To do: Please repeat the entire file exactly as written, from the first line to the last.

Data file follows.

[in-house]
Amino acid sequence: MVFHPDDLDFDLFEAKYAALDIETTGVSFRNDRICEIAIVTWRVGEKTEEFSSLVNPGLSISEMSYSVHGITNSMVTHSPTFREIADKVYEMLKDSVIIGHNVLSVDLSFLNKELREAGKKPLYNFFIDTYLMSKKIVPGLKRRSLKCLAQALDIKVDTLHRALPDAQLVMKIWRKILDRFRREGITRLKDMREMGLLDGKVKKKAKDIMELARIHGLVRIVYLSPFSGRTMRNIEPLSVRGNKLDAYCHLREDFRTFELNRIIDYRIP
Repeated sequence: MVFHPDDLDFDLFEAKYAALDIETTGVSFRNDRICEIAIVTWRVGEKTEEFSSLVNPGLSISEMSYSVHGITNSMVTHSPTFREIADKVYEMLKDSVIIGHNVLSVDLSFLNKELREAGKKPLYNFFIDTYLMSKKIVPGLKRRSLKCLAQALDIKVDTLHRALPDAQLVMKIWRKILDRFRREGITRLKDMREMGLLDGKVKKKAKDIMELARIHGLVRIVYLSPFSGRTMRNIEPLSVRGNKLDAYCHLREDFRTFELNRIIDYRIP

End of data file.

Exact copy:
[in-house]
Amino acid sequence: MVFHPDDLDFDLFEAKYAALDIETTGVSFRNDRICEIAIVTWRVGEKTEEFSSLVNPGLSISEMSYSVHGITNSMVTHSPTFREIADKVYEMLKDSVIIGHNVLSVDLSFLNKELREAGKKPLYNFFIDTYLMSKKIVPGLKRRSLKCLAQALDIKVDTLHRALPDAQLVMKIWRKILDRFRREGITRLKDMREMGLLDGKVKKKAKDIMELARIHGLVRIVYLSPFSGRTMRNIEPLSVRGNKLDAYCHLREDFRTFELNRIIDYRIP
Repeated sequence: MVFHPDDLDFDLFEAKYAALDIETTGVSFRNDRICEIAIVTWRVGEKTEEFSSLVNPGLSISEMSYSVHGITNSMVTHSPTFREIADKVYEMLKDSVIIGHNVLSVDLSFLNKELREAGKKPLYNFFIDTYLMSKKIVPGLKRRSLKCLAQALDIKVDTLHRALPDAQLVMKIWRKILDRFRREGITRLKDMREMGLLDGKVKKKAKDIMELARIHGLVRIVYLSPFSGRTMRNIEPLSVRGNKLDAYCHLREDFRTFELNRIIDYRIP